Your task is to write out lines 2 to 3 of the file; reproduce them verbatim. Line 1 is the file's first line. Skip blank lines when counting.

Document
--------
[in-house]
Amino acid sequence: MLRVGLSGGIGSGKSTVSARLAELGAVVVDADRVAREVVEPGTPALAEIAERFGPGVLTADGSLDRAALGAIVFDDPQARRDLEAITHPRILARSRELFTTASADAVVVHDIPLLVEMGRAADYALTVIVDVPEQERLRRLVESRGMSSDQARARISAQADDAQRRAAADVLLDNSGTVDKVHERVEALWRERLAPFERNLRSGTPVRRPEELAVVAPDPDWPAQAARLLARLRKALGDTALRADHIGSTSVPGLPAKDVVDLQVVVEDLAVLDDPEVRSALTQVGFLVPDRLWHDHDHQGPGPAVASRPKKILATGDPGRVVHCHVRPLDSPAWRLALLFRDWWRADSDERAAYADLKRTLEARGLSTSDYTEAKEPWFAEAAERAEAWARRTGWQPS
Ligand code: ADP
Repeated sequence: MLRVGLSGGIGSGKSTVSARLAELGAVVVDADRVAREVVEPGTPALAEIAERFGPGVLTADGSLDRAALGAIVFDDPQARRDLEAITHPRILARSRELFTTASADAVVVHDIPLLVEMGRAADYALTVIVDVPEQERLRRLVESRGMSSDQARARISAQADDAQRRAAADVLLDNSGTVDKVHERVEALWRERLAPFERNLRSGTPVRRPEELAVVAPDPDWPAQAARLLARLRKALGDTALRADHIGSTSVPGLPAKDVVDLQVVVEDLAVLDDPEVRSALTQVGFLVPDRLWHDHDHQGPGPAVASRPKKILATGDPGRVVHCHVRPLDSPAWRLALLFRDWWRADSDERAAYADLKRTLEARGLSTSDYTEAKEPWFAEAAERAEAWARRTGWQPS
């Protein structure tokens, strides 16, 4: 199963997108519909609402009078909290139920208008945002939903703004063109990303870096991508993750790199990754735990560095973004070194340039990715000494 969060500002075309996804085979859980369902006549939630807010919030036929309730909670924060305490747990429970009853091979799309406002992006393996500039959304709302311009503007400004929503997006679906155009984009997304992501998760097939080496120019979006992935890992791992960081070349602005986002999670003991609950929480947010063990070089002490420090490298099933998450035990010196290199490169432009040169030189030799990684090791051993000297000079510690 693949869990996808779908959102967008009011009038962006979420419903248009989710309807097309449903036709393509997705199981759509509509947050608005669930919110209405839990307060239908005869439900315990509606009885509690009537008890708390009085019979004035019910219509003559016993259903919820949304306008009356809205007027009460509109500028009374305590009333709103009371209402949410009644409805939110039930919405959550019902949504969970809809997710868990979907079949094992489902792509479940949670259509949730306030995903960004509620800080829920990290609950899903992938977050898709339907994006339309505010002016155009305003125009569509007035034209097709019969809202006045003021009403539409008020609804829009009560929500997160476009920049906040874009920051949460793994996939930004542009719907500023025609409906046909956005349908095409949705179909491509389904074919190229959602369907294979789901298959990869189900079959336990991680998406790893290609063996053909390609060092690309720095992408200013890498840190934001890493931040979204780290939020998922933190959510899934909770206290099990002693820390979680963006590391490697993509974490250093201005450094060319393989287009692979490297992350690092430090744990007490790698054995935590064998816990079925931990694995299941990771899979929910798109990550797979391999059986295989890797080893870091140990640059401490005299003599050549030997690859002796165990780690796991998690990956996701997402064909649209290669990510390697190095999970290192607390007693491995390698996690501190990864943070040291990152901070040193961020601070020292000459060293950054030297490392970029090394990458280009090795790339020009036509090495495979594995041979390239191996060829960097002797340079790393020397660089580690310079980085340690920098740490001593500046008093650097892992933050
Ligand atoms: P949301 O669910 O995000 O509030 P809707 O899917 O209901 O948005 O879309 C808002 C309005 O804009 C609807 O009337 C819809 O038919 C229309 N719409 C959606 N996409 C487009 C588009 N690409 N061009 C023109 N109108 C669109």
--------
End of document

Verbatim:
Amino acid sequence: MLRVGLSGGIGSGKSTVSARLAELGAVVVDADRVAREVVEPGTPALAEIAERFGPGVLTADGSLDRAALGAIVFDDPQARRDLEAITHPRILARSRELFTTASADAVVVHDIPLLVEMGRAADYALTVIVDVPEQERLRRLVESRGMSSDQARARISAQADDAQRRAAADVLLDNSGTVDKVHERVEALWRERLAPFERNLRSGTPVRRPEELAVVAPDPDWPAQAARLLARLRKALGDTALRADHIGSTSVPGLPAKDVVDLQVVVEDLAVLDDPEVRSALTQVGFLVPDRLWHDHDHQGPGPAVASRPKKILATGDPGRVVHCHVRPLDSPAWRLALLFRDWWRADSDERAAYADLKRTLEARGLSTSDYTEAKEPWFAEAAERAEAWARRTGWQPS
Ligand code: ADP